DEEP LEARNING METHODS FOR MULTI-MODAL HEALTHCARE DATA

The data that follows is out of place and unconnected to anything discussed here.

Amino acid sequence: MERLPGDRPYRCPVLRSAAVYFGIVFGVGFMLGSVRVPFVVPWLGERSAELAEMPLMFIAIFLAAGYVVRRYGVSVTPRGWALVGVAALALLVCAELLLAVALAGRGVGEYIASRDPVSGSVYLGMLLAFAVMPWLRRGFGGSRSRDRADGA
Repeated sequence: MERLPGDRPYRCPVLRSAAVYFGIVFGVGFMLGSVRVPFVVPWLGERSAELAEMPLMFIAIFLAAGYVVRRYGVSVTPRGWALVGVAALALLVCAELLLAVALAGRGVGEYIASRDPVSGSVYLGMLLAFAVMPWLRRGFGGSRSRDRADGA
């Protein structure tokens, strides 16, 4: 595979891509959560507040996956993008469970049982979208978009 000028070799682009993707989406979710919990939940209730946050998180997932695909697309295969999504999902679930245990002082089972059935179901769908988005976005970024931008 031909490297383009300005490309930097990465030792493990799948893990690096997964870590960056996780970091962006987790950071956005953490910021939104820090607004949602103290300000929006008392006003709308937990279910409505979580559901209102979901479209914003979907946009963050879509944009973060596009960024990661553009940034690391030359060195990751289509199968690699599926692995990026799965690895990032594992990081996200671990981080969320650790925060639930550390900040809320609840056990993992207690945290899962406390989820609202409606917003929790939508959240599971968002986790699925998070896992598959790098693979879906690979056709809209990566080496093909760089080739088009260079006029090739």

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Abstract: Today, enormous transformations are happening in health care research and applications. In the past few years, there has been exponential growth in the amount of healthcare data generated from multiple sources. This growth in data has led to many new possibilities and opportunities for researchers to build different models and analytics for improving healthcare for patients. While there has been an increase in research and successful application of prediction and classification tasks, there are many other challenges in improving overall healthcare. Some of these challenges include optimizing physician performance, reducing healthcare costs, and discovering new treatments for diseases. - Often, doctors have to perform many time-consuming tasks, which leads to fatigue and misdiagnosis. Many of these tasks could be automated to save time and release doctors from menial tasks enabling them to spend more time improving the quality of care. - Health dataset contains multiple modalities such as structured sequence, unstructured text, images, ECG, and EEG signals. Successful application of machine learning requires methods to utilize these diverse data sources. - Finally, current healthcare is limited by the treatments available on the market. Often, many treatments do not make it beyond clinical trials, which leads to a lot of lost opportunities. It is possible to improve the outcome of clinical trials and ultimately improve the quality of treatment for the patients with machine learning models for different clinical trial-related tasks. In this dissertation, we address these challenges by - Predictive Models: Building deep learning models for sleep clinics to save time and effort needed by doctors for sleep staging, apnea, limb movement detection - Generative Models: Developing multimodal deep learning systems that can produce text reports and augment doctors in clinical practice. - Interpretable Representation Models: Applying multimodal models to help in clinical trial recruitment and counterfactual explanations for clinical trial outcome predictions to improve clinical trial success.